Book One, Chapter Two
After John goes to prison, his legend grows even larger. Everyone in Judea talks about him now: the workmen in the quarries who can’t help but think about his boldness every time they strike the unforgiving face of the rock, the visiting palace steward and his wife whose hushed tones at night and knowing glancing in daylight say he was right to question their king, the women in the brothels who feel both ashamed and encouraged by a prophet who believes that what has become acceptable for those with power matters less than what is right.
Though John has been shackled, the people hear his voice out of every link in their chains.
To the north, in Galilee, they’re also talking about him now. In the same towns where to mention John was a sure sign of religious excess a few months ago, his name leaps from lips to lips over shop counters, across public squares, around dinner tables. By being cast into prison, John has gained the same honor they give the prophet Jeremiah here: only John is alive, potent, and it’s impossible to know what God might do with his servant in the next instant. John has captured Galilee’s imagination, pulled it taut with long-suppressed desires for God’s hand to be so close again, for everything they’ve always proclaimed to believe to be true.
When Jesus returns to his home province, people want to see him because he has seen John. People want to touch him to feel some connection to their captive prophet. And when they hear he was baptized by John’s own hands, it’s hard for them to contain their excitement. Invitations come from this city and that for Jesus to preach in their congregations, and in his voice, it’s as if they can hear a little bit of John and it lights something deep inside of them on fire.
But the elders in Nazareth hesitate to invite him back home. Only a few people in town, of course, still remember the rumors about Jesus’ mother. Only a few ever whispered about how maybe Joseph had thought twice before marrying her. About how maybe there was some reason why so soon after the wedding he took her away and did not come back until they had a lot of happy kids who looked just like their father. And even the people who remember those old rumors didn’t exactly believe them, did they? Always treated Jesus as if there were no doubt whatsoever that he was Joseph’s own, never risked evil speaking by repeating unkind speculations.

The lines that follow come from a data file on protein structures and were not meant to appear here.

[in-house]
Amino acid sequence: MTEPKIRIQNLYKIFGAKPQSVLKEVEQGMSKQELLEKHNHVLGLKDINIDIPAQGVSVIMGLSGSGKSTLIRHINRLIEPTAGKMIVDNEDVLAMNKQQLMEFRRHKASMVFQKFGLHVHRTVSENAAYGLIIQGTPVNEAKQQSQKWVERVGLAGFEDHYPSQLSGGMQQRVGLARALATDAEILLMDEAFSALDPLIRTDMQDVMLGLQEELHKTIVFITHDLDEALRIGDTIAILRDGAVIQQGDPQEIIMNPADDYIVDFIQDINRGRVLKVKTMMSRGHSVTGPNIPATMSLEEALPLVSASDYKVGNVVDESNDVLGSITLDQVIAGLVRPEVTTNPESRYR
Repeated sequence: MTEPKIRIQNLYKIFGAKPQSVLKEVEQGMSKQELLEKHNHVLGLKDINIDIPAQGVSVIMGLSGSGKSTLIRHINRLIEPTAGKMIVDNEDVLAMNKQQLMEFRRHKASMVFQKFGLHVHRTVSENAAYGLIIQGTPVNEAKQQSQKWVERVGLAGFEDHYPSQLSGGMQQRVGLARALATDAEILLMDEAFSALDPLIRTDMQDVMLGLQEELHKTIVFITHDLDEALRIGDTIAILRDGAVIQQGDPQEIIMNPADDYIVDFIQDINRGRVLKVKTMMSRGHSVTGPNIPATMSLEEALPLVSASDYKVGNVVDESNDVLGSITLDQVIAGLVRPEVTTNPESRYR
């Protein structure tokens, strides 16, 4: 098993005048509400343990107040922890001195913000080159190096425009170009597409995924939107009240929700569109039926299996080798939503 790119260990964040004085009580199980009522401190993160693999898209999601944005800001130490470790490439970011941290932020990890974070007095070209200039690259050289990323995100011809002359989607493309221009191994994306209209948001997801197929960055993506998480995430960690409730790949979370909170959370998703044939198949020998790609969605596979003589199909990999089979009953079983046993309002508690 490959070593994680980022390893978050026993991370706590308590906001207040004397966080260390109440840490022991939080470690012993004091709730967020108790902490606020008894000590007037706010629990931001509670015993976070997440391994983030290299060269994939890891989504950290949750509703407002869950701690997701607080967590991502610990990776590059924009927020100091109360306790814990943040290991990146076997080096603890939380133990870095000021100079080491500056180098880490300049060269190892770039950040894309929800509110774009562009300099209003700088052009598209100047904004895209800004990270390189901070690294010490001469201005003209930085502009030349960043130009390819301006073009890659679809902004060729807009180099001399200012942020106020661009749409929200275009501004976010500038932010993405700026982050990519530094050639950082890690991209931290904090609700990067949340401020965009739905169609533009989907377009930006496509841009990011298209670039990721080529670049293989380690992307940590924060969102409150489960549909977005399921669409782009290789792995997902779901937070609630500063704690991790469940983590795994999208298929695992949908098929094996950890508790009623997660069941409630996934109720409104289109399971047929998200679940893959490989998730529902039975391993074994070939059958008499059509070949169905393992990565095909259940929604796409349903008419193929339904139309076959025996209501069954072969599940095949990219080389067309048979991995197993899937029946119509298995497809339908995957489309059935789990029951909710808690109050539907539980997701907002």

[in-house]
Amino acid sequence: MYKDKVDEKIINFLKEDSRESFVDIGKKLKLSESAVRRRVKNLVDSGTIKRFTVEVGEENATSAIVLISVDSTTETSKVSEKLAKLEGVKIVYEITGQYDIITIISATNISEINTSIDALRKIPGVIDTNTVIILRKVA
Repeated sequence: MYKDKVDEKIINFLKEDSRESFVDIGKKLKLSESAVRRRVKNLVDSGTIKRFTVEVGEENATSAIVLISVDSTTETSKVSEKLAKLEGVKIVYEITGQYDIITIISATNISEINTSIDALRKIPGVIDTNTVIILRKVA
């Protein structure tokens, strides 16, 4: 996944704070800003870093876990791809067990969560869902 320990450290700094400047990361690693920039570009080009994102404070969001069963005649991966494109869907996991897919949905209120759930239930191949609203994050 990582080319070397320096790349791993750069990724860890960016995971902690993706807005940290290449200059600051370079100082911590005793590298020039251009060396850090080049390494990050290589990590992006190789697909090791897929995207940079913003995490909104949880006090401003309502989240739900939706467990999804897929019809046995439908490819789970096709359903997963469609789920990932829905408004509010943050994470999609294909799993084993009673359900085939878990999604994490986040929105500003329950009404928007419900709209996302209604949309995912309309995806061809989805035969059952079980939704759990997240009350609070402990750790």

But evil speaking is counted as a heavy sin for the way it nags and gnaws at the mind. Even after so many years, even without having spread any whispers or fully accepted them in the first place, the elders still feel uncomfortable when they hear or talk about Jesus. So they try not to talk about him, try to avoid the memory of old rumors that this new saint is Nazareth’s bastard son.
And it’s not until they’ve heard and heard from other towns how thrilling it is to hear from this native Nazarene, heard again and again how lucky their town is to count this man-who-John-baptized as one of its own, that the elders are able to push aside their hesitation and invite Mary’s son to address the congregation.
And so it is that on a somewhat-belated Sabbath, Jesus returns to Nazareth. He’s still thin, the elders notice, from his time in the desert, though they also notice that the new gauntness accentuates the penetrating gaze he’s had since he was young. When the time comes he rises to the scriptures and rests his hand on the passage, though he barely seems to look down at it as he calls out the words.